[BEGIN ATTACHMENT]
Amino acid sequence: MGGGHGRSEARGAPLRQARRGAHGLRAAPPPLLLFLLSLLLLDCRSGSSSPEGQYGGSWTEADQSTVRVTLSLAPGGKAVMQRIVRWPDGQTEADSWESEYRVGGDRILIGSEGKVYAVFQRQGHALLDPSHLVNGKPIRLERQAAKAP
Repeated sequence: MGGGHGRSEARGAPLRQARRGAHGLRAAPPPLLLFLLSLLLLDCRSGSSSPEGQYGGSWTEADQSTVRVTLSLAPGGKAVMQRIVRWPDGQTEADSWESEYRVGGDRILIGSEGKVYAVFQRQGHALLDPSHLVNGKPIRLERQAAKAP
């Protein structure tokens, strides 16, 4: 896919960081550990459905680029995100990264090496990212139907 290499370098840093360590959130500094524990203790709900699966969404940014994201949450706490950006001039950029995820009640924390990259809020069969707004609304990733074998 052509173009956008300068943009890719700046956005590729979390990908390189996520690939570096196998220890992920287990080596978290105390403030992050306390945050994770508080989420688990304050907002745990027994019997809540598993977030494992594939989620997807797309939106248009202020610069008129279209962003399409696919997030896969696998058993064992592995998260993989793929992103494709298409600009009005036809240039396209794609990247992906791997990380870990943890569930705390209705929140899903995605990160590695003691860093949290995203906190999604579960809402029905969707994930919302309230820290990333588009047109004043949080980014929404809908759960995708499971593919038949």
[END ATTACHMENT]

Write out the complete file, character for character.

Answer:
Amino acid sequence: MGGGHGRSEARGAPLRQARRGAHGLRAAPPPLLLFLLSLLLLDCRSGSSSPEGQYGGSWTEADQSTVRVTLSLAPGGKAVMQRIVRWPDGQTEADSWESEYRVGGDRILIGSEGKVYAVFQRQGHALLDPSHLVNGKPIRLERQAAKAP
Repeated sequence: MGGGHGRSEARGAPLRQARRGAHGLRAAPPPLLLFLLSLLLLDCRSGSSSPEGQYGGSWTEADQSTVRVTLSLAPGGKAVMQRIVRWPDGQTEADSWESEYRVGGDRILIGSEGKVYAVFQRQGHALLDPSHLVNGKPIRLERQAAKAP
């Protein structure tokens, strides 16, 4: 896919960081550990459905680029995100990264090496990212139907 290499370098840093360590959130500094524990203790709900699966969404940014994201949450706490950006001039950029995820009640924390990259809020069969707004609304990733074998 052509173009956008300068943009890719700046956005590729979390990908390189996520690939570096196998220890992920287990080596978290105390403030992050306390945050994770508080989420688990304050907002745990027994019997809540598993977030494992594939989620997807797309939106248009202020610069008129279209962003399409696919997030896969696998058993064992592995998260993989793929992103494709298409600009009005036809240039396209794609990247992906791997990380870990943890569930705390209705929140899903995605990160590695003691860093949290995203906190999604579960809402029905969707994930919302309230820290990333588009047109004043949080980014929404809908759960995708499971593919038949």